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Canon XH Series HDV Camcorders
Canon XH G1S / G1 (with SDI), Canon XH A1S / A1 (without SDI).


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Old December 9th, 2006, 03:44 PM   #1
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Used XL-2 or new A1? Cast your vote

That is the question. Used XL-2 @3K or new A1 at 4K.

What I see so far:
HDV- quasi HD, difficult to edit, HD-DVD in it's infancy, i.e. no DVD distribution as yet. Camera is hand-held. New electronics, powerful computer.

XL-2- form factor is shoulder mount. Eyepiece flips up for viewfinder operation. elecellent specs. Design is probably 3 to 4 years old. I currently own a GL-2. Batteries and other accessories interchangable.

Concerned about manual focus drift. The XL1s has problems with this. When zooming tight, focusing and then pulling out and in again, the XL1s focus goes soft.

I typically shoot multi-camera. I see the XL-2 as a rock solid center camera. Also looks more professional (yep, it counts).
I would end up owning an XL2 and a GL2. Third camera could be borrowed. Probably an XL-1s.

Any votes?
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Old December 9th, 2006, 04:15 PM   #2
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I jsut sold my XL2 to pay for my A1... I loved it. best SD camera out there. If you want to impress with the cam's looks and image quality, go XL2. If you want to blow minds with the image quality and buy yourself a shoulder-mount, go A1.


I did.

Besides, the A1 SD image trumps the XL2 image
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Old December 9th, 2006, 09:14 PM   #3
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I would go for the A1 and buy a shoulder mount if you want that. Get a matte box too if you're concerned with a more professional look.

I've shot quite a bit of handheld stuff with a friend's XL2, and while it is probably the best looking SD 1/3" chip camera out there, it is a pain to use. It is not shoulder mounted--its back edge rests on your shoulder and all the weight goes forward onto your wrist. It's very difficult to hand hold for long periods. I also had trouble with the lens, as you mentioned, although back focus was not the problem. I found the auto focus button worthless when shooting 24p, and manual focus very difficult because the ring is so touchy.

HDV is not quasi-HD--it's HD with an MPEG2 compression. It looks great. It's easy to edit with FCP and I think now with Avid too. My experience with HDV (from a Z1) is that after it's edited and then downconverted to DV, it still looks better than some more expensive, bigger chip cameras shooting DV. Also, we had a film at our festival here this year, "Mojave Phone Booth." I just found out last week it had been shot in HDV, with a Z1. I couldn't tell by looking. I thought it was 16mm.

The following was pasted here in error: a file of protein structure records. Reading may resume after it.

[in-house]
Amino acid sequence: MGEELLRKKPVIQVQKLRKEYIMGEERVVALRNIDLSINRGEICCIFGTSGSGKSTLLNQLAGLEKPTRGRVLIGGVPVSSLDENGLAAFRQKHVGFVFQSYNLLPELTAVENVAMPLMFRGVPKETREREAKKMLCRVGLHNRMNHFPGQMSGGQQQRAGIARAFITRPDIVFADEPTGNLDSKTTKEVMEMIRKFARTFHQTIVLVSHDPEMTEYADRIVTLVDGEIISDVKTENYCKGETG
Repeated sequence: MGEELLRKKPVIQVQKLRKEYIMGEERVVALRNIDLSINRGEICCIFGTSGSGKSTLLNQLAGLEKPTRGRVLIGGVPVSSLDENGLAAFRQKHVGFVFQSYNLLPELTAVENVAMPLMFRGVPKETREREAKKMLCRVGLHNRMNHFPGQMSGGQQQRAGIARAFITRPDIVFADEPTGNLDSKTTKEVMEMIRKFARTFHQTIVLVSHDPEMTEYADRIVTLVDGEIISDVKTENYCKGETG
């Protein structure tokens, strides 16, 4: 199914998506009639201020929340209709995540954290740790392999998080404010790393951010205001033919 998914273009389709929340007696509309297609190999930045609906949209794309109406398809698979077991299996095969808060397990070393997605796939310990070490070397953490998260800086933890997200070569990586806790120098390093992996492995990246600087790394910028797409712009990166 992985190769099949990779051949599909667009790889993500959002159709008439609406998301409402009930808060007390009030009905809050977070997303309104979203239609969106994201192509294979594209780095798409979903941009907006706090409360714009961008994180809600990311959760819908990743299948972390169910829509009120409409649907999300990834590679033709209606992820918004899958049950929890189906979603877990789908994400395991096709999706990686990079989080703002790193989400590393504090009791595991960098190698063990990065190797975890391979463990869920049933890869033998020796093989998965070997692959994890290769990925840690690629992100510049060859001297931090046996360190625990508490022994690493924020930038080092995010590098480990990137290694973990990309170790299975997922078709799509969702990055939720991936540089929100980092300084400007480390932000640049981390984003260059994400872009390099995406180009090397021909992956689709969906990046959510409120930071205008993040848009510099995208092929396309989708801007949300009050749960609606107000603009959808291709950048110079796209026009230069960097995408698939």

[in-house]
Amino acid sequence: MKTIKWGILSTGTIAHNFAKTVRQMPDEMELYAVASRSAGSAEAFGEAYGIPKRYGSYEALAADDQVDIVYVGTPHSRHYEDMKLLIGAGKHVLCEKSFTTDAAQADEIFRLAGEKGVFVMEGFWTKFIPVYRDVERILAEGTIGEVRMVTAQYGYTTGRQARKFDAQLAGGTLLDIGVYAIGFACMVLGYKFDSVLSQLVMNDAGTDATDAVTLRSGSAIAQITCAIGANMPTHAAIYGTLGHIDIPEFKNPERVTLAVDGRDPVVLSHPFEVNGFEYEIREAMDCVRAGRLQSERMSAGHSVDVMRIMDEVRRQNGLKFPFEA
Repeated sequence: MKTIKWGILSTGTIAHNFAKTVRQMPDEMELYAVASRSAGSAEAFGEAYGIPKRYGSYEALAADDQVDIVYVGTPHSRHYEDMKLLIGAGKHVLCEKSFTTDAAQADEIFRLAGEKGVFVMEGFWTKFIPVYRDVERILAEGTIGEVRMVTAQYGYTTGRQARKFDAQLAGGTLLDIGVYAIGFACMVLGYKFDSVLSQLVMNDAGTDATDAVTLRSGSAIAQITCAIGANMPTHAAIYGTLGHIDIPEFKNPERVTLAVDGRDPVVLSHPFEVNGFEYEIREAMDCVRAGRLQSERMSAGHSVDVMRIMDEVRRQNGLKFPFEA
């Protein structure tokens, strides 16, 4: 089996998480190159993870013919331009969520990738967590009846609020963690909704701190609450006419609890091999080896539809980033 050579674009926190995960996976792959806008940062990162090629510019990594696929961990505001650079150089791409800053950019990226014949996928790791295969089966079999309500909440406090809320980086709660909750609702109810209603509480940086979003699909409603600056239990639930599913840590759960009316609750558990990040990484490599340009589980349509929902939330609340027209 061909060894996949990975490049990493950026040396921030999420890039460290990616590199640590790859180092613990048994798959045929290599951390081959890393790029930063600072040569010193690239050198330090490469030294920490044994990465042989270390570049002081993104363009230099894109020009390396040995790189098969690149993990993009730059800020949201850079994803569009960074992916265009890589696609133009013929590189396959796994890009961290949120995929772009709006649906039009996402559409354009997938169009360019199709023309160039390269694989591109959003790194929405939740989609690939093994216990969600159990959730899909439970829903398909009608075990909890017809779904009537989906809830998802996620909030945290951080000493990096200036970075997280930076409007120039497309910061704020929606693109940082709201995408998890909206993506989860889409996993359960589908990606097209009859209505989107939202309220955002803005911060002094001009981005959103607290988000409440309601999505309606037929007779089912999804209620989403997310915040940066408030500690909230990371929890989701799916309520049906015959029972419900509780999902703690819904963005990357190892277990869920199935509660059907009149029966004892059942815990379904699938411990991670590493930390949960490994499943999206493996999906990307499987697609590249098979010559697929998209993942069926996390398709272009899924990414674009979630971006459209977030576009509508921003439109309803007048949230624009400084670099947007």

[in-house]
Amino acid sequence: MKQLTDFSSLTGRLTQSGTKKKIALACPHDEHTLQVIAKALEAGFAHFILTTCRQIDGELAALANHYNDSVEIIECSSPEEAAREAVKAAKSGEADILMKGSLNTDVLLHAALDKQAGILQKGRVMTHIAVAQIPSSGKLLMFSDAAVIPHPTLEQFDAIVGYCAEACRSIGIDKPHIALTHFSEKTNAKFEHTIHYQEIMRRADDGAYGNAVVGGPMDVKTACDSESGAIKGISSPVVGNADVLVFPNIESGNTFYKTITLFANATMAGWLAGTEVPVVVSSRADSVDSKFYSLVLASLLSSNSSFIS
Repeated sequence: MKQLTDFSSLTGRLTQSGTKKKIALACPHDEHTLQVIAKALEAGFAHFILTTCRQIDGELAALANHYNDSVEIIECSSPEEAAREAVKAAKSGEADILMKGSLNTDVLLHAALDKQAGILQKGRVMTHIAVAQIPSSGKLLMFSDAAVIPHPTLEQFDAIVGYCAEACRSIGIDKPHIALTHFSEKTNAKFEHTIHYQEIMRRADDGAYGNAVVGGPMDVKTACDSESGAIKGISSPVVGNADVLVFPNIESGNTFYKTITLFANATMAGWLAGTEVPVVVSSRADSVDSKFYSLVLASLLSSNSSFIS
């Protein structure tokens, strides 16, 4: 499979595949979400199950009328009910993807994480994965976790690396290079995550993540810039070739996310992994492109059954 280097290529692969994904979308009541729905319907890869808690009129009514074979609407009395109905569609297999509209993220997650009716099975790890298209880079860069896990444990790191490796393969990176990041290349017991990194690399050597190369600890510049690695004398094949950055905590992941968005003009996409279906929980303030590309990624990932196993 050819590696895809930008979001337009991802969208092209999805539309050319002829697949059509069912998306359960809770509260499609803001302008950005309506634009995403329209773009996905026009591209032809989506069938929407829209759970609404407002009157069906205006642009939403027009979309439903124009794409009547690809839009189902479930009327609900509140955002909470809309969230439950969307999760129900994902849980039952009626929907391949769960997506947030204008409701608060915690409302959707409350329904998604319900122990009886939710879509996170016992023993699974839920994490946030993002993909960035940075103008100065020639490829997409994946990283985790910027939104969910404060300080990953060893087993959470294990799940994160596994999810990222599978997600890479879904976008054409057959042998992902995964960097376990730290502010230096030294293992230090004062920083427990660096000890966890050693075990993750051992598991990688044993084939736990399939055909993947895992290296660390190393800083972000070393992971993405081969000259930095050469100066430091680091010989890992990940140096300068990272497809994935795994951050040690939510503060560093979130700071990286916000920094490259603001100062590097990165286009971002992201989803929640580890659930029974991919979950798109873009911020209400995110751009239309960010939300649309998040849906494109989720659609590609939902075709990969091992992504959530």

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Old December 9th, 2006, 10:41 PM   #4
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Go for the Canon A1.
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Old December 9th, 2006, 11:16 PM   #5
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[QUOTE=Bill Pryor]
HDV is not quasi-HD--it's HD with an MPEG2 compression. It looks great. It's easy to edit with FCP and I think now with Avid too. My experience with HDV (from a Z1) is that after it's edited and then downconverted to DV, it still looks better than some more expensive, bigger chip cameras shooting DV.


Bill, thx for the reply.

I do a lot of theatre work. Zoom and pan a lot. The lighting changes constantly. Motion and Mpeg are enemies. In addition, I don't want to invest in a HDV machine and monitor. You can't see your work in real time otherwise (using FC PRO).

How do u get around 16 x 9 letterbox look when you downconvert to 4:3 SD? I don't want to submit my finished work this way as a lot of people still use 4 x 3 TV's out there.
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Old December 9th, 2006, 11:25 PM   #6
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Quote:
Originally Posted by David Morgan
How do u get around 16 x 9 letterbox look when you downconvert to 4:3 SD? I don't want to submit my finished work this way.
Both the XL2 and XH A1 offer a 4:3 guide in the viewfinder display so that you can protect for this aspect ratio when shooting 16:9. Or if you want, just shoot 4:3 DV, because both cams will do that too.
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